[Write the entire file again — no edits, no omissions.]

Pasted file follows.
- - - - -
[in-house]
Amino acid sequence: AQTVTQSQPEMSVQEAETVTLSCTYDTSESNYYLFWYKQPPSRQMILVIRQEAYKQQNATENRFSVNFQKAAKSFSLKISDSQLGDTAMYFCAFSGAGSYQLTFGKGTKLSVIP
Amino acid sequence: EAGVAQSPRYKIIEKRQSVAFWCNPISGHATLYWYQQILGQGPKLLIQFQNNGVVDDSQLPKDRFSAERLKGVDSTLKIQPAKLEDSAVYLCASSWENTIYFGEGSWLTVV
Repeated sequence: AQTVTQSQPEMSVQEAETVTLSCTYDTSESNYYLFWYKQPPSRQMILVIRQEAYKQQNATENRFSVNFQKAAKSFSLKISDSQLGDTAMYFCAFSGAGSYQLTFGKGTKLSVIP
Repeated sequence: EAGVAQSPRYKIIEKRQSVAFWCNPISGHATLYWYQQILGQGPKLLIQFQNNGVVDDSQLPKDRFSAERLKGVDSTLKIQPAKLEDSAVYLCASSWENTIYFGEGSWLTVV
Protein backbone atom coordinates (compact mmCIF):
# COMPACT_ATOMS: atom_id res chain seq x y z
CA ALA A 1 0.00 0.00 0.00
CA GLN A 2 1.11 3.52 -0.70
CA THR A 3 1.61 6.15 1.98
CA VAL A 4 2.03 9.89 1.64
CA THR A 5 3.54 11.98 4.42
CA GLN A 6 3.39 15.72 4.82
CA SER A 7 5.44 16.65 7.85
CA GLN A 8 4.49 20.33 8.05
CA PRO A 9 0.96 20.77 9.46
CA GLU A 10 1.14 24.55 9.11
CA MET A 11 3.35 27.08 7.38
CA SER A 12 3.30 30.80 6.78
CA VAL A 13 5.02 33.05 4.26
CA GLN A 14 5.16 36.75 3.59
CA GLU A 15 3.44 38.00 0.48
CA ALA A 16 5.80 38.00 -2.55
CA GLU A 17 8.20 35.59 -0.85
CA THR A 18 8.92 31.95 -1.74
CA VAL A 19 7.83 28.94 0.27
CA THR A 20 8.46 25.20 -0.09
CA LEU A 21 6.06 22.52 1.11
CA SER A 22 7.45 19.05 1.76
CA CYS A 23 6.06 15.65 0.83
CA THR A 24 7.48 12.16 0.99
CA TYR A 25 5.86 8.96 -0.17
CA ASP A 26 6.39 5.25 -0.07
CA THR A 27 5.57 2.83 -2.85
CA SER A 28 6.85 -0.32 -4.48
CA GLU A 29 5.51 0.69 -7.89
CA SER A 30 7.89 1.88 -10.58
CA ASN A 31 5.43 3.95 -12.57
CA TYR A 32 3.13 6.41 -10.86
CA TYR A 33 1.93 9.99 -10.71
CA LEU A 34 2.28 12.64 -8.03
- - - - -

[in-house]
Amino acid sequence: AQTVTQSQPEMSVQEAETVTLSCTYDTSESNYYLFWYKQPPSRQMILVIRQEAYKQQNATENRFSVNFQKAAKSFSLKISDSQLGDTAMYFCAFSGAGSYQLTFGKGTKLSVIP
Amino acid sequence: EAGVAQSPRYKIIEKRQSVAFWCNPISGHATLYWYQQILGQGPKLLIQFQNNGVVDDSQLPKDRFSAERLKGVDSTLKIQPAKLEDSAVYLCASSWENTIYFGEGSWLTVV
Repeated sequence: AQTVTQSQPEMSVQEAETVTLSCTYDTSESNYYLFWYKQPPSRQMILVIRQEAYKQQNATENRFSVNFQKAAKSFSLKISDSQLGDTAMYFCAFSGAGSYQLTFGKGTKLSVIP
Repeated sequence: EAGVAQSPRYKIIEKRQSVAFWCNPISGHATLYWYQQILGQGPKLLIQFQNNGVVDDSQLPKDRFSAERLKGVDSTLKIQPAKLEDSAVYLCASSWENTIYFGEGSWLTVV
Protein backbone atom coordinates (compact mmCIF):
# COMPACT_ATOMS: atom_id res chain seq x y z
CA ALA A 1 0.00 0.00 0.00
CA GLN A 2 1.11 3.52 -0.70
CA THR A 3 1.61 6.15 1.98
CA VAL A 4 2.03 9.89 1.64
CA THR A 5 3.54 11.98 4.42
CA GLN A 6 3.39 15.72 4.82
CA SER A 7 5.44 16.65 7.85
CA GLN A 8 4.49 20.33 8.05
CA PRO A 9 0.96 20.77 9.46
CA GLU A 10 1.14 24.55 9.11
CA MET A 11 3.35 27.08 7.38
CA SER A 12 3.30 30.80 6.78
CA VAL A 13 5.02 33.05 4.26
CA GLN A 14 5.16 36.75 3.59
CA GLU A 15 3.44 38.00 0.48
CA ALA A 16 5.80 38.00 -2.55
CA GLU A 17 8.20 35.59 -0.85
CA THR A 18 8.92 31.95 -1.74
CA VAL A 19 7.83 28.94 0.27
CA THR A 20 8.46 25.20 -0.09
CA LEU A 21 6.06 22.52 1.11
CA SER A 22 7.45 19.05 1.76
CA CYS A 23 6.06 15.65 0.83
CA THR A 24 7.48 12.16 0.99
CA TYR A 25 5.86 8.96 -0.17
CA ASP A 26 6.39 5.25 -0.07
CA THR A 27 5.57 2.83 -2.85
CA SER A 28 6.85 -0.32 -4.48
CA GLU A 29 5.51 0.69 -7.89
CA SER A 30 7.89 1.88 -10.58
CA ASN A 31 5.43 3.95 -12.57
CA TYR A 32 3.13 6.41 -10.86
CA TYR A 33 1.93 9.99 -10.71
CA LEU A 34 2.28 12.64 -8.03